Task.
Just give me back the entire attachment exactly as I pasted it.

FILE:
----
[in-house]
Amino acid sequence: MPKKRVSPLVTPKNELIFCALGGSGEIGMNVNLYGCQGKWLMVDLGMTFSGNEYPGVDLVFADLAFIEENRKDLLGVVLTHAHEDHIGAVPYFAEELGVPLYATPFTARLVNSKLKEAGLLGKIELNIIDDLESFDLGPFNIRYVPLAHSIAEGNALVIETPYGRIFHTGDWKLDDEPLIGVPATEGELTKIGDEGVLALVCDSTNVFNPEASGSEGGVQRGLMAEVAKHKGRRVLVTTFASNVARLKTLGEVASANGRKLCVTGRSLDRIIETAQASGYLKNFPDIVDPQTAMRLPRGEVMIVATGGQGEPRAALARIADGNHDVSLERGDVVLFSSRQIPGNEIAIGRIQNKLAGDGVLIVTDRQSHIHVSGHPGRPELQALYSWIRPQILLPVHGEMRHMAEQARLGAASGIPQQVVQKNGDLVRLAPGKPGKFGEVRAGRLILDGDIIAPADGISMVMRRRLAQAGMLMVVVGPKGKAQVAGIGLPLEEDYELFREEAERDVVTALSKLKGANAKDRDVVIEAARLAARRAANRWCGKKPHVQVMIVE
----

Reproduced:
[in-house]
Amino acid sequence: MPKKRVSPLVTPKNELIFCALGGSGEIGMNVNLYGCQGKWLMVDLGMTFSGNEYPGVDLVFADLAFIEENRKDLLGVVLTHAHEDHIGAVPYFAEELGVPLYATPFTARLVNSKLKEAGLLGKIELNIIDDLESFDLGPFNIRYVPLAHSIAEGNALVIETPYGRIFHTGDWKLDDEPLIGVPATEGELTKIGDEGVLALVCDSTNVFNPEASGSEGGVQRGLMAEVAKHKGRRVLVTTFASNVARLKTLGEVASANGRKLCVTGRSLDRIIETAQASGYLKNFPDIVDPQTAMRLPRGEVMIVATGGQGEPRAALARIADGNHDVSLERGDVVLFSSRQIPGNEIAIGRIQNKLAGDGVLIVTDRQSHIHVSGHPGRPELQALYSWIRPQILLPVHGEMRHMAEQARLGAASGIPQQVVQKNGDLVRLAPGKPGKFGEVRAGRLILDGDIIAPADGISMVMRRRLAQAGMLMVVVGPKGKAQVAGIGLPLEEDYELFREEAERDVVTALSKLKGANAKDRDVVIEAARLAARRAANRWCGKKPHVQVMIVE